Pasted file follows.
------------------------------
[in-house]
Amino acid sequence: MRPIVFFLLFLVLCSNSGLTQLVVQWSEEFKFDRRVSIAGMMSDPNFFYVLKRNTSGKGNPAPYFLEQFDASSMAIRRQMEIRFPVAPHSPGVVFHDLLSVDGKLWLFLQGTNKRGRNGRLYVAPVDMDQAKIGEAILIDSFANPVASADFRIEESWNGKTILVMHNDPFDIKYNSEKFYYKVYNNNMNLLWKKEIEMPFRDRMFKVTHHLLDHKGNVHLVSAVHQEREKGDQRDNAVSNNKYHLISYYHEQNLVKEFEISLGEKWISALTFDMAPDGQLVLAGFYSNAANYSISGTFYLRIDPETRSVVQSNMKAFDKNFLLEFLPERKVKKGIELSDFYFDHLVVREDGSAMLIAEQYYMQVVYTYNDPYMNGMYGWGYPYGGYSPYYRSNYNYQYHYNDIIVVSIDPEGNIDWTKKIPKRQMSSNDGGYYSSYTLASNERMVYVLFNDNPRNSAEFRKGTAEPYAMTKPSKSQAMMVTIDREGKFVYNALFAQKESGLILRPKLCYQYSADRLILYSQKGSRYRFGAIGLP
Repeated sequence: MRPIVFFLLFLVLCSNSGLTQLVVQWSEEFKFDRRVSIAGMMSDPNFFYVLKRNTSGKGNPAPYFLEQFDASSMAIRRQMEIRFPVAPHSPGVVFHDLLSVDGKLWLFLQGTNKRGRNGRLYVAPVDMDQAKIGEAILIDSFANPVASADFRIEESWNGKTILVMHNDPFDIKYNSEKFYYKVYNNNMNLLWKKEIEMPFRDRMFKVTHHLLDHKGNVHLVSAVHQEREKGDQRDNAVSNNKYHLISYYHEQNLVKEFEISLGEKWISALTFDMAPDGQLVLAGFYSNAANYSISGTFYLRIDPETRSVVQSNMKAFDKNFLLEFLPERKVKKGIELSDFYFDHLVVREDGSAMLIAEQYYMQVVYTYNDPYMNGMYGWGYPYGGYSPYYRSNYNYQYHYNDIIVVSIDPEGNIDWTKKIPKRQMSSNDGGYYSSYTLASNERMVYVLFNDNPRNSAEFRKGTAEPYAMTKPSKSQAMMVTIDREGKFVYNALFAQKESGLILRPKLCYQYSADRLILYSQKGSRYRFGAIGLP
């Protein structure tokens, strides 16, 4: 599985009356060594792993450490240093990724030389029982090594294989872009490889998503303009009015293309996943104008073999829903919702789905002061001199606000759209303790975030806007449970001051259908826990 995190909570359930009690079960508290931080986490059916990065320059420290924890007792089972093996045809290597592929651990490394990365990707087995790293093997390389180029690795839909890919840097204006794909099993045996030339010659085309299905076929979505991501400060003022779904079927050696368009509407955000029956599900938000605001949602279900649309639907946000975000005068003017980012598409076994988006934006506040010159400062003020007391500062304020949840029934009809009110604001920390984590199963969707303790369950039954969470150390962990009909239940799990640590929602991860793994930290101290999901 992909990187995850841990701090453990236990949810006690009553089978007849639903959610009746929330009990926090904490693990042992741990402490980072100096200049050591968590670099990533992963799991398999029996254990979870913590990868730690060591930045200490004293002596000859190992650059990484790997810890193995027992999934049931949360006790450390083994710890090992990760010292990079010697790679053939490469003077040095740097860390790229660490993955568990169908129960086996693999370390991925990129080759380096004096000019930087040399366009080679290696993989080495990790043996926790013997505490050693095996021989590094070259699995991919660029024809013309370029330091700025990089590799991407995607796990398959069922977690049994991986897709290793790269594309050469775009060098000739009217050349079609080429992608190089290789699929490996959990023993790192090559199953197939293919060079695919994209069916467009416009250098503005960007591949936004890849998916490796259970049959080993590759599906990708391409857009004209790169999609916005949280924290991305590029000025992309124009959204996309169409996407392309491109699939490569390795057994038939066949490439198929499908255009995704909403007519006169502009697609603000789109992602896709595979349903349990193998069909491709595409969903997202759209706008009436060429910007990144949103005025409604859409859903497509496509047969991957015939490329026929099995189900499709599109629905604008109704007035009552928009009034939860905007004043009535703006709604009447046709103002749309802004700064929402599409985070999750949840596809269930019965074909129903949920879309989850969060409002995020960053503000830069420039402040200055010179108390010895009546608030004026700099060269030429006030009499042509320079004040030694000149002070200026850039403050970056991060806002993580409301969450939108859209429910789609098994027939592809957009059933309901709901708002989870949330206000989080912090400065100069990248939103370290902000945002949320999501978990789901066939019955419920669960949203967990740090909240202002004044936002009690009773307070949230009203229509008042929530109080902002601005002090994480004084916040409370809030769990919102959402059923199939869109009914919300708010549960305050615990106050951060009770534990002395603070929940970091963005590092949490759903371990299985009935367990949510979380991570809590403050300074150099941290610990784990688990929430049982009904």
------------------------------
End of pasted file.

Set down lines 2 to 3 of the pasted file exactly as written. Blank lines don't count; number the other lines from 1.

Amino acid sequence: MRPIVFFLLFLVLCSNSGLTQLVVQWSEEFKFDRRVSIAGMMSDPNFFYVLKRNTSGKGNPAPYFLEQFDASSMAIRRQMEIRFPVAPHSPGVVFHDLLSVDGKLWLFLQGTNKRGRNGRLYVAPVDMDQAKIGEAILIDSFANPVASADFRIEESWNGKTILVMHNDPFDIKYNSEKFYYKVYNNNMNLLWKKEIEMPFRDRMFKVTHHLLDHKGNVHLVSAVHQEREKGDQRDNAVSNNKYHLISYYHEQNLVKEFEISLGEKWISALTFDMAPDGQLVLAGFYSNAANYSISGTFYLRIDPETRSVVQSNMKAFDKNFLLEFLPERKVKKGIELSDFYFDHLVVREDGSAMLIAEQYYMQVVYTYNDPYMNGMYGWGYPYGGYSPYYRSNYNYQYHYNDIIVVSIDPEGNIDWTKKIPKRQMSSNDGGYYSSYTLASNERMVYVLFNDNPRNSAEFRKGTAEPYAMTKPSKSQAMMVTIDREGKFVYNALFAQKESGLILRPKLCYQYSADRLILYSQKGSRYRFGAIGLP
Repeated sequence: MRPIVFFLLFLVLCSNSGLTQLVVQWSEEFKFDRRVSIAGMMSDPNFFYVLKRNTSGKGNPAPYFLEQFDASSMAIRRQMEIRFPVAPHSPGVVFHDLLSVDGKLWLFLQGTNKRGRNGRLYVAPVDMDQAKIGEAILIDSFANPVASADFRIEESWNGKTILVMHNDPFDIKYNSEKFYYKVYNNNMNLLWKKEIEMPFRDRMFKVTHHLLDHKGNVHLVSAVHQEREKGDQRDNAVSNNKYHLISYYHEQNLVKEFEISLGEKWISALTFDMAPDGQLVLAGFYSNAANYSISGTFYLRIDPETRSVVQSNMKAFDKNFLLEFLPERKVKKGIELSDFYFDHLVVREDGSAMLIAEQYYMQVVYTYNDPYMNGMYGWGYPYGGYSPYYRSNYNYQYHYNDIIVVSIDPEGNIDWTKKIPKRQMSSNDGGYYSSYTLASNERMVYVLFNDNPRNSAEFRKGTAEPYAMTKPSKSQAMMVTIDREGKFVYNALFAQKESGLILRPKLCYQYSADRLILYSQKGSRYRFGAIGLP